[12:56:54] KING: Secretary of State Mike Pompeo back home in Kansas again today. Again saying he loves his job. Again, though not ruling out maybe he'll change his mind and run for Senate in 2020. To Secretary Pompeo's credit, he's taking some questions at Kansas state university and he says, guess what, I get it, no, I don't live in a bubble.

(BEGIN VIDEO CLIP)

MIKE POMPEO, SECRETARY OF STATE: I have not been sheltered from protests. I'm pretty sure I know exactly what people think about our policies. By the way, my team told me if I took questions from the audience, I was a fool today.

They may have been right about the fool part. I'll leave that to you all. But this is -- from my perspective -- secretary of states don't often do this but from my perspective, I want to hear it. If you don't like what we're doing, I want to know.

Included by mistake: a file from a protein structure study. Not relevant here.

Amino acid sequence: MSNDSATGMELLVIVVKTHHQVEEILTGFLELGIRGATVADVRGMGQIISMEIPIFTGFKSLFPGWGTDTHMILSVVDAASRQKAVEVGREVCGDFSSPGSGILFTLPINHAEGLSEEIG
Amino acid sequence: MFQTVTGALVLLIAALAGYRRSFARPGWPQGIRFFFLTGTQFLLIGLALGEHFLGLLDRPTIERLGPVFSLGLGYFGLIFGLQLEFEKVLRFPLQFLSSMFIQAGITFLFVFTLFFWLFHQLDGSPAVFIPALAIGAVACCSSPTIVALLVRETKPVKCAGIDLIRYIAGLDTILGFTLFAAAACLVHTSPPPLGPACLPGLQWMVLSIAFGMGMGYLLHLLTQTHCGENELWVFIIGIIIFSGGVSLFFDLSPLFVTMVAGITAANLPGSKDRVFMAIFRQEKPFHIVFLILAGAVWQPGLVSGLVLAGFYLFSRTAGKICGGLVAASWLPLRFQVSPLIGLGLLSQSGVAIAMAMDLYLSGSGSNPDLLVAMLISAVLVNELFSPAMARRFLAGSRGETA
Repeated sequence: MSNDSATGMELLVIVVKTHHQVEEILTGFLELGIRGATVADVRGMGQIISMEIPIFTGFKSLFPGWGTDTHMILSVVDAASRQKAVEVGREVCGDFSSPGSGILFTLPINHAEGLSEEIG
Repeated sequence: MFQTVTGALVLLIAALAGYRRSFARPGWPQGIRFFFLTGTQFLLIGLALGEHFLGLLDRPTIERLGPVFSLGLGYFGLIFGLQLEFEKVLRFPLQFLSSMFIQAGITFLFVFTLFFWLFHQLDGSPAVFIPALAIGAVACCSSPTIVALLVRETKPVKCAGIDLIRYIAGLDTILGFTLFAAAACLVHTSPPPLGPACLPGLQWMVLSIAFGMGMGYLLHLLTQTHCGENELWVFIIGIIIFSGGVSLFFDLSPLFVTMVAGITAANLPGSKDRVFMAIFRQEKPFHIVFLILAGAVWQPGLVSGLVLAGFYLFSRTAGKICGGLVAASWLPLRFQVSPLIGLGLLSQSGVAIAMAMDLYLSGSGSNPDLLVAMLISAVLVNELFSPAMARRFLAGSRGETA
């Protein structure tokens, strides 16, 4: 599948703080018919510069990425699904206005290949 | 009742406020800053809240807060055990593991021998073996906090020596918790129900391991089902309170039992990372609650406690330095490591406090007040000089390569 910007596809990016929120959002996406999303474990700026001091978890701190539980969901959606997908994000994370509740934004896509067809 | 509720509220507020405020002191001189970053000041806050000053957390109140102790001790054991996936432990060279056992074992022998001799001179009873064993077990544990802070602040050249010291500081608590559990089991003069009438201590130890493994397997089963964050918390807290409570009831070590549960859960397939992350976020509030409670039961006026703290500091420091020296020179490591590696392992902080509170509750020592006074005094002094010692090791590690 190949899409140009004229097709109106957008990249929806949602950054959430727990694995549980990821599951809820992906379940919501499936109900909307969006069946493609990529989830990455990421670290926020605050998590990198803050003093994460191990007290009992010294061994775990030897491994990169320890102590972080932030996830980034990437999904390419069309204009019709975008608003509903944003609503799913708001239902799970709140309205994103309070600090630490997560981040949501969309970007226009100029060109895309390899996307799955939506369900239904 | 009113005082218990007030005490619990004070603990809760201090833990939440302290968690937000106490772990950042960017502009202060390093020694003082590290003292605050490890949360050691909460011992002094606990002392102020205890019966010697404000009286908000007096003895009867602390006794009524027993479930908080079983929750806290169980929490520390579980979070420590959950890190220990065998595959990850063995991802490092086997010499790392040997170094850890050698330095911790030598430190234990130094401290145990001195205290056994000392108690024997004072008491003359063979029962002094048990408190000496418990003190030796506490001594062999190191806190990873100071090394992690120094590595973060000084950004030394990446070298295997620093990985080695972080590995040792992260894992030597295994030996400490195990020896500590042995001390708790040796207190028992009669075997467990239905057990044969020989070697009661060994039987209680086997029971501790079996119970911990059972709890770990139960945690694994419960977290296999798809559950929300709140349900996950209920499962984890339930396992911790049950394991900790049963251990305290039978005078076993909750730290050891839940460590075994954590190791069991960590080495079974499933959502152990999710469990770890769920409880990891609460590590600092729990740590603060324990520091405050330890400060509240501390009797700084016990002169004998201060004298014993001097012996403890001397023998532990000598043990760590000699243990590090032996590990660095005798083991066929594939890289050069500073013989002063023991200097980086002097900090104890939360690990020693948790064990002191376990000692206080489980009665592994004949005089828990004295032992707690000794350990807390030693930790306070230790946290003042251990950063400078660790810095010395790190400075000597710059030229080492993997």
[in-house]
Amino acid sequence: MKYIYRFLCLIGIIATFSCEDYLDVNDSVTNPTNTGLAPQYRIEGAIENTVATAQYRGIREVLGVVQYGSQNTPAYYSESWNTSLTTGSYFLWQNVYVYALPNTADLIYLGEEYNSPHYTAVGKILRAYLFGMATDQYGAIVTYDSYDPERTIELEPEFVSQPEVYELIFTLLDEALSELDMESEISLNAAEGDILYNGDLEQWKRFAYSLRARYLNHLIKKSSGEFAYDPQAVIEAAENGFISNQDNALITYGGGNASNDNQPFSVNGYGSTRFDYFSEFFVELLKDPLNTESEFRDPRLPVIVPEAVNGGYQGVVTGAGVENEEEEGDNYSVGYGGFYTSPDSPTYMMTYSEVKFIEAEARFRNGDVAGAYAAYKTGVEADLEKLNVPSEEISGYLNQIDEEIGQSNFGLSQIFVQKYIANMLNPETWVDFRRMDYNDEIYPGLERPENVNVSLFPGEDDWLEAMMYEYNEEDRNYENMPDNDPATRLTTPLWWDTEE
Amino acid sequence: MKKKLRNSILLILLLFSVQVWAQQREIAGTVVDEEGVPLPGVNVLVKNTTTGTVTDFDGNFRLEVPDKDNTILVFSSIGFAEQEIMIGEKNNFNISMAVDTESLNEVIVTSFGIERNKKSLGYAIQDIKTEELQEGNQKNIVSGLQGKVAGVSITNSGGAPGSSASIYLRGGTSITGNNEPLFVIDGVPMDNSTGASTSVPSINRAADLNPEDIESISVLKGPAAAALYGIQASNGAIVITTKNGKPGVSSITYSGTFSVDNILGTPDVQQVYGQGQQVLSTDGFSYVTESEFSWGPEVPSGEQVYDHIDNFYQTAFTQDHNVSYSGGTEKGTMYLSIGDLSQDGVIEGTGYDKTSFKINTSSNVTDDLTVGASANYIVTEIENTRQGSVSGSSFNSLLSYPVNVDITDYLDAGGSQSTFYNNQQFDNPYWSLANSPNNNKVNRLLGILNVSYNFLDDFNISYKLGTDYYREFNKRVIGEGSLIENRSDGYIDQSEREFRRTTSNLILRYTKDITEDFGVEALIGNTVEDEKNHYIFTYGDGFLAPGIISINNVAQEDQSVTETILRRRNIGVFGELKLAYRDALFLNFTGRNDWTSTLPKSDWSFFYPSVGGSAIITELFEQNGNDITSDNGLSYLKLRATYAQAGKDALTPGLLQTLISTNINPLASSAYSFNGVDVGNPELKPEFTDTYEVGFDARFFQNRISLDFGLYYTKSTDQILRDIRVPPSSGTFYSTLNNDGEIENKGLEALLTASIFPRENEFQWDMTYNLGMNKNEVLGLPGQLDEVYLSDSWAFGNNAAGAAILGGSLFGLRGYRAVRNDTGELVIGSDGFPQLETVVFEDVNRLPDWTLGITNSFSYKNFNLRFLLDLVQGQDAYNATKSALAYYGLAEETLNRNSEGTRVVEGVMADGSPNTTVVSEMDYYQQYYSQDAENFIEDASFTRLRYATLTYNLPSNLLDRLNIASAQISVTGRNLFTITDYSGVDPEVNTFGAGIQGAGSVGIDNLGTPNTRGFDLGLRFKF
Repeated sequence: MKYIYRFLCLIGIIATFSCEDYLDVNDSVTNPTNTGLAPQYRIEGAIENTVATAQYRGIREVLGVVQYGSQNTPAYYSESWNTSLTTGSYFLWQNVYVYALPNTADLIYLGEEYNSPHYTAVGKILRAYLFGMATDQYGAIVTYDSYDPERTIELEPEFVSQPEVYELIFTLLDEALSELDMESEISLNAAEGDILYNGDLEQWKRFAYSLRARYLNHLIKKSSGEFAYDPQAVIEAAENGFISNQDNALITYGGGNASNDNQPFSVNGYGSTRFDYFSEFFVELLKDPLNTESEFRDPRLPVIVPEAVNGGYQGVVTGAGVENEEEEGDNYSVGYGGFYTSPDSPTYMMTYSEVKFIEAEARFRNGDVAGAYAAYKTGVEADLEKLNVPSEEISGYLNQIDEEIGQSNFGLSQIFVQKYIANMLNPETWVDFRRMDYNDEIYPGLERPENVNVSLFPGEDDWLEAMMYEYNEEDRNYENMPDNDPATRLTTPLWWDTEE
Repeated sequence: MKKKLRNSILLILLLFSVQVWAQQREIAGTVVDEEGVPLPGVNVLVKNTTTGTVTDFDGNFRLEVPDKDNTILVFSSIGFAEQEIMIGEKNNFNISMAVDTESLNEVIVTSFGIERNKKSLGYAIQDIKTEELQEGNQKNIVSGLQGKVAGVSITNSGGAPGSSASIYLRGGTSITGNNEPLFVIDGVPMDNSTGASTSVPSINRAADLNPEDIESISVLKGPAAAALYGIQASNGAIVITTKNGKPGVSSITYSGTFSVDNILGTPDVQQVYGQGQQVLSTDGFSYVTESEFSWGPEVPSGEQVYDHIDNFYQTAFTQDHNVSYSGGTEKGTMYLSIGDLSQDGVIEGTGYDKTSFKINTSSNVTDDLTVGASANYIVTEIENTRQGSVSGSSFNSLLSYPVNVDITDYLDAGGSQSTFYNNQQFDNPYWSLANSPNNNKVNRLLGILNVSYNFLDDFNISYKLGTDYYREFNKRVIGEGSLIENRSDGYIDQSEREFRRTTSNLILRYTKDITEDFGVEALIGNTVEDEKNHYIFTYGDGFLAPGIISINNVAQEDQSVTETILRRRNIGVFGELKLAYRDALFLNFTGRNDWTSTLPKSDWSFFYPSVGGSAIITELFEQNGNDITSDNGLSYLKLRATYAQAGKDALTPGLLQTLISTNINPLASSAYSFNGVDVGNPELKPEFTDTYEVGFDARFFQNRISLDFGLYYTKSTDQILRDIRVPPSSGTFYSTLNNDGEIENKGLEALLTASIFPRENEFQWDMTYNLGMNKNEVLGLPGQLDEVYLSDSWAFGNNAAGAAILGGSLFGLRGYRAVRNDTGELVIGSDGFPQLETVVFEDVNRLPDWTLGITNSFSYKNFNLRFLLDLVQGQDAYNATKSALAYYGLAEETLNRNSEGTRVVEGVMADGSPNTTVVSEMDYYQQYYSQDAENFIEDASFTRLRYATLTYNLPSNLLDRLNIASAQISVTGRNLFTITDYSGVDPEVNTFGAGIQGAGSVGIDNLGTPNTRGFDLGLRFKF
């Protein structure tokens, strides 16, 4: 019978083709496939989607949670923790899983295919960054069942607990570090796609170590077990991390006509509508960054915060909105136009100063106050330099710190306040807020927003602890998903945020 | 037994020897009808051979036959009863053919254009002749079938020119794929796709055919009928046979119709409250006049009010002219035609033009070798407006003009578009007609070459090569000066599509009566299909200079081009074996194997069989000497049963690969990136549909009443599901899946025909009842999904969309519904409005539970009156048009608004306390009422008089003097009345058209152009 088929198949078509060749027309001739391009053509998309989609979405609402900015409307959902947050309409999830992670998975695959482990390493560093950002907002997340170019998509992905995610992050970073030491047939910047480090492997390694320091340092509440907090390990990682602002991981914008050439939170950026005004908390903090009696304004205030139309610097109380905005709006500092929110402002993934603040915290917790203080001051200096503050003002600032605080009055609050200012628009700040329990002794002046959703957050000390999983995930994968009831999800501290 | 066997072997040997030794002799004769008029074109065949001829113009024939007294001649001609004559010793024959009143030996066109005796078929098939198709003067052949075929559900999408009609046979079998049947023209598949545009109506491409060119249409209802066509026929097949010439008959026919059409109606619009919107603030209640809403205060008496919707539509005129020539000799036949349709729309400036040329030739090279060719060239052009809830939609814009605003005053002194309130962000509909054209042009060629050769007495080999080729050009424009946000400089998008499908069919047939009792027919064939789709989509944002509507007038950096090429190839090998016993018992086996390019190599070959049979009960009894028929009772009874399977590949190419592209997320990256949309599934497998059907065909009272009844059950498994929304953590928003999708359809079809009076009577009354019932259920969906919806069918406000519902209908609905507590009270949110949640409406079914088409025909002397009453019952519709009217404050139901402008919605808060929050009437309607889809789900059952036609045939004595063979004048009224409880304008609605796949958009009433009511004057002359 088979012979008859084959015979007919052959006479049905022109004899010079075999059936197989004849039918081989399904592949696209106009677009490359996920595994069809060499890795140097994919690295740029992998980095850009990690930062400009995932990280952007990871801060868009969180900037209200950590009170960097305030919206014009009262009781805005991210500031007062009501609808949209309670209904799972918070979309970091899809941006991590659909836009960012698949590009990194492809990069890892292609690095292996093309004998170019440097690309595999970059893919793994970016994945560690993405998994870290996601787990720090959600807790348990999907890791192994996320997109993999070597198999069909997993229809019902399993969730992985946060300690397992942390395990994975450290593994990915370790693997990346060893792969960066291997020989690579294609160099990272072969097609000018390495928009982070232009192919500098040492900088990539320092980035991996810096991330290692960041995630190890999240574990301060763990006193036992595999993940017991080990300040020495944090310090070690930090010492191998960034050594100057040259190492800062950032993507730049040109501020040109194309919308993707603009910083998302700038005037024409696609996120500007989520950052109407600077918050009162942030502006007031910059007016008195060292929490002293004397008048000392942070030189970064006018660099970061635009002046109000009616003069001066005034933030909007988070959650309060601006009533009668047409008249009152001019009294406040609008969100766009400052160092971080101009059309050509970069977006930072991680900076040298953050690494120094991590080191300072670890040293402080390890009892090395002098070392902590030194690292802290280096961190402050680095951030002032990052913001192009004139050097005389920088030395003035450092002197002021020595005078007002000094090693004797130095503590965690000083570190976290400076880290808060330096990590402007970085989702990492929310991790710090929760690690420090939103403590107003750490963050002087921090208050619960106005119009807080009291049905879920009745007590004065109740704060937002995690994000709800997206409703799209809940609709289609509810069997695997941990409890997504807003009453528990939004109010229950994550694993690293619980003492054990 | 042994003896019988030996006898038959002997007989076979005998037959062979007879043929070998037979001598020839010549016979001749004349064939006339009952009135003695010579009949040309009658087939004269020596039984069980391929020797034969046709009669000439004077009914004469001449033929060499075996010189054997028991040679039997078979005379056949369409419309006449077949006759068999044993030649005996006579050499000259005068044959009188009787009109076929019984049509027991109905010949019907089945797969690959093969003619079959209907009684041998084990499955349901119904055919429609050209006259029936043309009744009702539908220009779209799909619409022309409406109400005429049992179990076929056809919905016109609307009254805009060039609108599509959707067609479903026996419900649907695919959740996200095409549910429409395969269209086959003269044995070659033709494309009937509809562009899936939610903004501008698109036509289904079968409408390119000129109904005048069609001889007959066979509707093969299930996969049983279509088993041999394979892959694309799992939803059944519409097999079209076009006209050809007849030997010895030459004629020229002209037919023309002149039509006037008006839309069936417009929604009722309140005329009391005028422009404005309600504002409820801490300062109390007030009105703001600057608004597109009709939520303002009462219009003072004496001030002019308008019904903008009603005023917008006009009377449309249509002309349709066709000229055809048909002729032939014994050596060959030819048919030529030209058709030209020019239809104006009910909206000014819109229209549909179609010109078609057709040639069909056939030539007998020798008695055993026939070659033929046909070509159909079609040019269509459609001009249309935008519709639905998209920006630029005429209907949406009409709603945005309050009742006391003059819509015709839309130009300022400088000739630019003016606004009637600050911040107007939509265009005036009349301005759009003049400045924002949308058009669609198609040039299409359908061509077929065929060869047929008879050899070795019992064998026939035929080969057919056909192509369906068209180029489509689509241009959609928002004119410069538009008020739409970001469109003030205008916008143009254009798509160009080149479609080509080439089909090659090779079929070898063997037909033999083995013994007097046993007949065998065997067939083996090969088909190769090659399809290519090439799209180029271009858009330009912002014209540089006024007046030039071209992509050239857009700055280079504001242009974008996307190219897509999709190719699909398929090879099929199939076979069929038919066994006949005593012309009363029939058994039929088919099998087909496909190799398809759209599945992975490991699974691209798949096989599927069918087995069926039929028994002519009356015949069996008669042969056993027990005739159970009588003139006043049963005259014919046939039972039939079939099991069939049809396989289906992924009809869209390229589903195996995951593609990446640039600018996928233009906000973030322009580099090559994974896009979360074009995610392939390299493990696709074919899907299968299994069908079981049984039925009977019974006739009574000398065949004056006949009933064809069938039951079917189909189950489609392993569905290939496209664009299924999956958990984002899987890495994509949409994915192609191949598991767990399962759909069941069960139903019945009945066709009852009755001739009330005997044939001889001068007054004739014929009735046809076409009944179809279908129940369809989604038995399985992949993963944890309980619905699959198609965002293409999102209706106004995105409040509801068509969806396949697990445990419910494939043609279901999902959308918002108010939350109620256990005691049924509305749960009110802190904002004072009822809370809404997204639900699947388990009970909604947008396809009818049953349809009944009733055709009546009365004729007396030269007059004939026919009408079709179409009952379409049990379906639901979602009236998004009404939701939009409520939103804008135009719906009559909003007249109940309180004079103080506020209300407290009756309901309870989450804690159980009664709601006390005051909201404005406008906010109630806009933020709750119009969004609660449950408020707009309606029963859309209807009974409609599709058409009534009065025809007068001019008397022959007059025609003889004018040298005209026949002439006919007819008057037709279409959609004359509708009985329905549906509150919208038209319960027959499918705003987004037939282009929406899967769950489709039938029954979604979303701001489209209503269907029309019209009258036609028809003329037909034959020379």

(END VIDEO CLIP)

KING: Good for him. Good reviews about Secretary Pompeo, good for any politician who goes out there and takes the questions and takes the heat. But I see that as a guy who's not sure he's thinking about maybe running for Senate. Let's test and get the rust off the wheels, yes?

BASH: I mean, I think Hillary Clinton would call that a listening tour.

THOMPSON: There's a reason he was selected to Congress in the first place, right? And, you know, he's not just looking at 2020 either. I think he's looking to four years later in 2024 when there's not going to be a Trump in the White House.

RAJU: And that's why there's a lot of expectation that he is ultimately going to jump into this race, because the platform of being a senator, presumably he gets out at the right time as secretary of state, he could use that to catapult himself to run for president. We'll see what happens with the president in 2020 but Mitch McConnell wants him to run and there's expectation that ultimately will. BASH: Yes, I was going to say, Mitch McConnell is looking at that video and saying, yes.

KING: He'll send him a note, looking great, Mike, keep it up.